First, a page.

Urban Stream’s first project was a micro-farm built in a shipping container that included a composter and mobile greenhouse. Rocky Mountain Flatbread hosts one such micro-farm at its Kitsilano location in Vancouver, allowing the flagship restaurant to divert organic waste, produce compost, and grow its own fresh toppings for pizzas.
Hermes says people gravitated to the on-site composting idea, so Urban Stream has shifted to focusing on that. He has received queries from across Canada and as far away as Australia.
The company’s composter, designed to eliminate odours and common pests, produces a high-quality, worm-made fertilizer called “worm casting” that Urban Stream removes regularly and puts into the hands of local farmers and landscapers.
“We make sure it gets to someone who values it,” Hermes says. “We see this more as resource recovery than waste management.”
A recent report by the Federation of Canadian Municipalities lists four key steps to achieving high waste diversion: convenient options, policy and legislation, education and promotion, and partnerships and collaboration.
Hermes of Urban Stream and Hooper of LifeSpace Projects have discovered the power of partnership first-hand: they are collaborating on the Rocky Mountain Flatbread micro-farm. For Hermes, including Hooper’s self-watering planter in the farm made sense.
“Collaborating has been a breath of fresh air,” says Hermes, “allowing us to do it affordably and package our solutions. It’s a win all around.”
“What Hermes does closes the food loop,” Hooper says. “Even when you’re growing food, there will still be damage, still be waste. You can’t avoid it. With his composter … you can make sure every bit is used.”
We are increasingly surrounded by efforts to reclaim and protect our food. Let’s join in with individual efforts.
Loss of production, transport, and storage inputs including
Effects on food quality and safety
The FAO suggests that the “face value” of food waste is only 29 percent of the true cost of food waste. By this formula, the true cost of Canada’s food waste is $107 billion. That’s half as much as we spent as a country on health care in 2014.
Simple changes to daily habits can have a huge impact on reducing food waste.
Who says produce has to be perfect? Consumer demand for aesthetically pleasing fruits and vegetables results in wastage.
Tempting as it is to shop for a new meal, there’s nothing wrong with leftovers. A charitable UK project called lovefoodhatewaste.com is a resource for creative meals using leftovers.
Who hasn’t bought something with good intentions only to find it wilted and brown in a fridge drawer a week later? By regularly checking on what you’re stocking, you’ll likely reduce waste and your food budget.
As a family, take the “Are you a waster?” quiz at foodwastemovie.com/quiz-js/, the website for Just Eat It: A Food Waste Story (Peg Leg Films), a 2014 award-winning Canadian documentary.
Grandma always said you could make bananas ripen more quickly by paper-bagging them with an apple— and she was right. Bananas are sensitive to ethylene gas, which apples produce during ripening.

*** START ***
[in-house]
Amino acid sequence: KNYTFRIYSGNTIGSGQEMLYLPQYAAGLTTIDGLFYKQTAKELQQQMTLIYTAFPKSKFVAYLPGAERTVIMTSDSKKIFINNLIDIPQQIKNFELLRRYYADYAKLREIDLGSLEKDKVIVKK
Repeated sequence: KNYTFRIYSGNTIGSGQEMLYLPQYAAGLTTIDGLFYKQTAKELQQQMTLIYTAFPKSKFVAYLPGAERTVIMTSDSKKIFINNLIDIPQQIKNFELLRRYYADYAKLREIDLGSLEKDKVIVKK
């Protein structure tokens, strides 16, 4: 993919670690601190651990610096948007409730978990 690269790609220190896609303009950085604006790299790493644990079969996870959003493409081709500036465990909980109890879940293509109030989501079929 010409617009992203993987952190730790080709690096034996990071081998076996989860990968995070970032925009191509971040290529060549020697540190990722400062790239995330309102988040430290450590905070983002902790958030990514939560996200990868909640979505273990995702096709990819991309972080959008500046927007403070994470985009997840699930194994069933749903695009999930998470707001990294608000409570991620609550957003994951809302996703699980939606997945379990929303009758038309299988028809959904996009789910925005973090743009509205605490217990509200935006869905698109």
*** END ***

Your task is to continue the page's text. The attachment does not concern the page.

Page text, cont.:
A handy rule of thumb for longer-term food storage is to keep ethylene-producing fruits and veggies away from those that react to ethylene.
Composting benefits you, your yard and garden, and the environment by keeping food scraps and yard waste out of landfills. It’s simply nature’s way of recycling organic matter into soil. Composting turns those unwanted grass clippings and orange peels into a cheap, useful addition to your garden. Compost stimulates soil health and promotes healthy plant growth, reducing your need to buy fertilizer and—if you pay for trash removal—cutting down on your garbage bill.
If you’re working with leaves or grass clippings only, a simple pile in your yard—perhaps shaped by chicken wire or scrap wood—may suit. But if you’re adding food waste, using a bin will deter rodents and raccoons—especially if you add wire mesh around the bottom and sides and ensure air vent holes are smaller than 2/5 in (1 cm) in diameter.
Check with your city to see if it sells discounted bins. Bins can also be purchased in garden shops and online in a variety of sizes.
Cover your pile with garden soil or brown materials such as shredded paper, cardboard, dried leaves, or twigs.
Pee-ew! A rotten egg smell means there’s either not enough air or excess moisture. An ammonia smell means the pile has too much nitrogen. In either case, the solution may be to turn (mix) the pile more frequently and add in coarser brown materials such as sawdust or dried leaves.
You’ll want to turn your pile every couple of weeks or so. The composting process can take six weeks to a year. Once done, compost should resemble dark and crumbly soil.
To learn more, visit compost.org.
In May, France scored a major coup in the fight against food waste. The French National Assembly voted unanimously to ban supermarkets from throwing away or destroying unsold food. Instead, large grocery stores must donate edible food to charities and allow inedible food to be used for animal feed or compost.
If your residence or neighbourhood doesn’t yet offer a food waste recycling program, consider this a prime opportunity to educate your neighbours and/or local politicians about this important issue.
How about starting a community compost? Ask your city hall about local resources; you may be surprised at what’s available. Research the possibility of local grants for such nonprofit projects. Turn the results of your compost pile into a giveaway.